Crohn's Disease - Overview



Crohn's disease can affect any part of the gastrointestinal system, from mouth to anus. A significant proportion of individuals with Crohn's disease have the terminal ileum — the end of the small bowel and the beginning of the colon — affected. Crohn's disease is an inflammation that affects all layers of the bowel and is also characterized by "skip lesions" — areas of ulceration separated by areas of healthy bowel.

Common symptoms of Crohn's disease include: diarrhea, abdominal cramping and weight loss. Other symptoms can include fatigue, perianal disease (abscesses, fissures, fistulas), nausea and vomiting, bloating or a feeling of fullness in the abdomen, and fistula formation.

Crohn's disease tends to begin in the early decades of life (and genetic influences are a likely contributing factor), though there is a second group where onset begins after the fourth decade of life.

The Crohn's Disease Support Network was established to provide peer support and information to people affected by Crohn’s disease. It is organized and facilitated by people who are living with Crohn’s disease with the help of staff from the IBD Program at Mount Sinai Hospital.

Surgical Options

Crohn's disease can affect any part of the gastrointestinal tract. Surgical options vary depending on the extent and site of the disease. The major patterns of disease are localized at the terminal ileum, small bowel and the colon.

Terminal Ileal Disease

Terminal ileal disease involves disease where the small bowel joins the colon. This disease pattern usually has symptoms of blockage such as: bloating, cramping and the inability to tolerate fibrous foods (fresh fruits, vegetables). The surgical option involves an ileocolic resection — removal of the end of the small bowel and beginning of the colon with the two ends being joined back together. If there is infection or severe inflammation in the area of bowel resection, there may be a need for a temporary ostomy to allow the joined area to rest.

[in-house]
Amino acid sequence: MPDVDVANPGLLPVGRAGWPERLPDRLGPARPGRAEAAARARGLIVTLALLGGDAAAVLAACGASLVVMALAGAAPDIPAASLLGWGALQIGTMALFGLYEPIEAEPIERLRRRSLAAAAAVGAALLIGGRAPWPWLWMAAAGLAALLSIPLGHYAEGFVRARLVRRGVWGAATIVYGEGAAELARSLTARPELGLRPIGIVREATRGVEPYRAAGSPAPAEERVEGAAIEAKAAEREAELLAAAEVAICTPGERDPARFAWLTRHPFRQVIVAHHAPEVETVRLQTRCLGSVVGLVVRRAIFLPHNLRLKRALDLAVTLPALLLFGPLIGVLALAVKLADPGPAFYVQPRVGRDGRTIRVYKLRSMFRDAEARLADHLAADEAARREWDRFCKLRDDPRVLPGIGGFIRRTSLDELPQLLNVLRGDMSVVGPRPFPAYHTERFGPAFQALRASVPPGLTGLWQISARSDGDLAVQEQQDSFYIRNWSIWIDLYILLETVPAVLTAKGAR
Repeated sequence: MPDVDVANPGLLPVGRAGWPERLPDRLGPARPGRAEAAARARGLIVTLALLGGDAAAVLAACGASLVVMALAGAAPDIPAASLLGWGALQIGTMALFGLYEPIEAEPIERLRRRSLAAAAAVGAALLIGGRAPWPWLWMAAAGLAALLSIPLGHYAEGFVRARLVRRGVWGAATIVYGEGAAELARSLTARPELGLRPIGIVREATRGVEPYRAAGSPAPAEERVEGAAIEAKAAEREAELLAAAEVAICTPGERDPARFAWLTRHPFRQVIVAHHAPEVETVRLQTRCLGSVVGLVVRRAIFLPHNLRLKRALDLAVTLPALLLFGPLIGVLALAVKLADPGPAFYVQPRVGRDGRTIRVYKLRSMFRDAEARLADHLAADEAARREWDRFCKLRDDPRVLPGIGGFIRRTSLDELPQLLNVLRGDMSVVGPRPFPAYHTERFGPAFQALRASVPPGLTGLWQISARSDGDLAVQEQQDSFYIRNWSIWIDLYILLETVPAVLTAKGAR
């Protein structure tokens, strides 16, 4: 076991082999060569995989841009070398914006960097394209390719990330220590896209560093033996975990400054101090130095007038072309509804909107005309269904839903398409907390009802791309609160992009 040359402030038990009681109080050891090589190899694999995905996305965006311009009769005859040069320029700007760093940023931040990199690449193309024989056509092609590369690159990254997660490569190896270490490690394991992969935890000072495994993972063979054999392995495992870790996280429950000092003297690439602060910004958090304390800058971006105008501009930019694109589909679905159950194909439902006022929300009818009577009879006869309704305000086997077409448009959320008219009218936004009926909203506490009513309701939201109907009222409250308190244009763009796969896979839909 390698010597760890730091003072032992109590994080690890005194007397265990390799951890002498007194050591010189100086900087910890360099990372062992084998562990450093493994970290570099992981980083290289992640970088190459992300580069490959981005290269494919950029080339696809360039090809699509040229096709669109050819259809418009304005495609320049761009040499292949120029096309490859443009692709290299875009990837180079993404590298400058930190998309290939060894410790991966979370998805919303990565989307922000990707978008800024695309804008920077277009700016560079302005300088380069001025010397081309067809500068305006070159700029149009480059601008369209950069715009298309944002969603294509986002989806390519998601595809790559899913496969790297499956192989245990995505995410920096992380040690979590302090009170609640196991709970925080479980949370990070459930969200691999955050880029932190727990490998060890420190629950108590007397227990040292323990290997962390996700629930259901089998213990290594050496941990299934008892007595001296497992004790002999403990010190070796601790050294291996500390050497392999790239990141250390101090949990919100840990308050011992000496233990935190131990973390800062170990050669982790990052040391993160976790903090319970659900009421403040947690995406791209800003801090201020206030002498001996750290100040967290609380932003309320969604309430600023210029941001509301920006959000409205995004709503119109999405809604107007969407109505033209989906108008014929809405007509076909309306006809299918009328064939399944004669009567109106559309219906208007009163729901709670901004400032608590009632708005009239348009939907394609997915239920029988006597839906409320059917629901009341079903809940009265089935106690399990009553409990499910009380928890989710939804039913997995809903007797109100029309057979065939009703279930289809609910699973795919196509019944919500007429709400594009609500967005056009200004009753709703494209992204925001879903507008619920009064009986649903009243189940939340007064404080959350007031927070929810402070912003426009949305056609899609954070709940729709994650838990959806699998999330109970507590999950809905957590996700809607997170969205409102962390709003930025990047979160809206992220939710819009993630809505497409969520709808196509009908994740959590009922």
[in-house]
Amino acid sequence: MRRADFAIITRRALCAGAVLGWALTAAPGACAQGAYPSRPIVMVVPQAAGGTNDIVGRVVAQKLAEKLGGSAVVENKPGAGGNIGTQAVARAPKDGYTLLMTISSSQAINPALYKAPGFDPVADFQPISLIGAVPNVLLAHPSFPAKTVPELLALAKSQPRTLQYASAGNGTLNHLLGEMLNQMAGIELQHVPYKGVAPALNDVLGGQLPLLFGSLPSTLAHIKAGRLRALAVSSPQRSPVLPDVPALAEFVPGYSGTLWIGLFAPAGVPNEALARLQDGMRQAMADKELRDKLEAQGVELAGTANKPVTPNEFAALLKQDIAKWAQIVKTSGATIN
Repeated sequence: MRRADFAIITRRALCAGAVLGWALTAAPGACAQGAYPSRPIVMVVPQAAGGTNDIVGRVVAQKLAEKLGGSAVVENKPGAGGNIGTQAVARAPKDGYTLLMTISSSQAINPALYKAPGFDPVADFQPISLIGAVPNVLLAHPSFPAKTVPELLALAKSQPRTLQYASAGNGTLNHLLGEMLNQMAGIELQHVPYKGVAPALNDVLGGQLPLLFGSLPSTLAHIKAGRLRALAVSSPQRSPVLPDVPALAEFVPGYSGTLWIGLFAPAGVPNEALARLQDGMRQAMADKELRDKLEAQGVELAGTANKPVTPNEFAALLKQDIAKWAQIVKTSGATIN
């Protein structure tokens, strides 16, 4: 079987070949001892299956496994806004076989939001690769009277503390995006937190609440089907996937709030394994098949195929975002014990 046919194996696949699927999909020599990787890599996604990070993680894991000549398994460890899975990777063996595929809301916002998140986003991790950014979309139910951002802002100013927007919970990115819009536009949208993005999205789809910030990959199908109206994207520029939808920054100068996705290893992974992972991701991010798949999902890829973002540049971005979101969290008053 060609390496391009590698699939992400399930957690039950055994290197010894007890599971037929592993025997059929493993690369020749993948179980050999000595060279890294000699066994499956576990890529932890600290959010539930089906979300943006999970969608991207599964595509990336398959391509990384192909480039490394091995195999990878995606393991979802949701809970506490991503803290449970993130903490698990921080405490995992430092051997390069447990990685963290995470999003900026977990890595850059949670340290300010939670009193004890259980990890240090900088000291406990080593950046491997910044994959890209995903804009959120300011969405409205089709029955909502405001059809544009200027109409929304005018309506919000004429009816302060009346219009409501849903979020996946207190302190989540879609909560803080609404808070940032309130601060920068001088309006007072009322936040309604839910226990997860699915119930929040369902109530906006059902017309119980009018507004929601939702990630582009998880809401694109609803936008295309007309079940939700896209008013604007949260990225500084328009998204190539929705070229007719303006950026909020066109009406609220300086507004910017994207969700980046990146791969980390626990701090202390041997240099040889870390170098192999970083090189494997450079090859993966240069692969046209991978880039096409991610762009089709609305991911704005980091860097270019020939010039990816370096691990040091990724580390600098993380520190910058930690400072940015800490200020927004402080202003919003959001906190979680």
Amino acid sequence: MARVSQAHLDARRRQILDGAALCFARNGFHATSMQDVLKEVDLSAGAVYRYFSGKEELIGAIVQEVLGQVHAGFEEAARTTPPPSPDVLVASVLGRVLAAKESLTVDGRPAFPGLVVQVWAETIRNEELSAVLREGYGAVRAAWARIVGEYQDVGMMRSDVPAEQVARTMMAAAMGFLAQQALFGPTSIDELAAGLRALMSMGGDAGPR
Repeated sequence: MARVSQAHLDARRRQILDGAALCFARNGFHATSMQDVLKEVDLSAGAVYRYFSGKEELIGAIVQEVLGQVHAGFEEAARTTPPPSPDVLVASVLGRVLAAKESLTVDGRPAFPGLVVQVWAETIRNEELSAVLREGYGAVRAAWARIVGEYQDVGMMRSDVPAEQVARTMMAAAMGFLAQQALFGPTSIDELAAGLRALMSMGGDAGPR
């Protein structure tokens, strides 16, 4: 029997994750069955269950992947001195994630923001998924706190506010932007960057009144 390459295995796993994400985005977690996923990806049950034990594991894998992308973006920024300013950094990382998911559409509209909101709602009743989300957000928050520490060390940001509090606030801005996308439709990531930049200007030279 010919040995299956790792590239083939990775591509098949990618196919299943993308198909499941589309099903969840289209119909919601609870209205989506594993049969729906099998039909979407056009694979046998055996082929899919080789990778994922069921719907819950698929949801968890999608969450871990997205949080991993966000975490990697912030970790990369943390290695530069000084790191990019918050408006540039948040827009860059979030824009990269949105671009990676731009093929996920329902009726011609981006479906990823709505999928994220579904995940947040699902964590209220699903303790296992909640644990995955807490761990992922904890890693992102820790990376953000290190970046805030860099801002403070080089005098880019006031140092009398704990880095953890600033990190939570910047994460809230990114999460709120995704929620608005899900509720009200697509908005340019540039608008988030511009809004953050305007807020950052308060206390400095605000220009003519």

Small bowel disease

Crohn's disease can occur across multiple areas of the small bowel. The diseased segments become severely narrowed resulting in symptoms of obstruction. The options include: resection (taking out the disease) and anastomosis (joining the bowel back together) or in selected patients, stricturoplasty (opening up narrowed areas without actually removing them).

Resection is generally recommend for individuals where the disease involves long segments of bowel and who have not had resections in the past.

Stricturoplasty is used for individuals with multiple short segments of disease or for individuals who are at risk of short bowel syndrome (previous multiple resections resulting in a shortened small bowel).

The decision between resections and stricturoplasty is generally made at the time of surgery, based on the status of the bowel and which option is technically feasible.

Colon disease

With Crohn's disease in the colon, the major consideration is whether or not the rectum is involved. If the colon is inflamed and the rectum is not, removing the colon and joining the small bowel or ileum to the rectum (ileorectal anastomosis) would be considered as an option. If the rectum is diseased along with the colon, the best surgical option is removing removing the rectum and colon and creating a permanent ileostomy. This procedure is known as a total proctocolectomy.

Crohn's disease can also occur in the anal region. This is known as perianal disease and can result in fistulas, fissures and abscesses. If medical therapy fails, the treatment of choice would be to remove the rectum and create a permanent ostomy. This procedure is known as a proctectomy.

Do I need a stoma?

There are several factors for a stoma in Crohn's disease. Some of which are permanent and some are temporary. A stoma is permanent if the rectum and anus are removed. Temporary stomas may be used in the following circumstances: emergency or semi-urgent operations where there is an infection in the abdomen, and a primary resection and join of the bowel is felt to be unsafe until the infection subsides; perianal sepsis or infection that requires that the stool be diverted to allow for healing and post-operative complications — such as leaks from bowel join (anastomoses). In general, as long as the rectum and anus are normal or minimally affected with disease, permanent stomas can be avoided.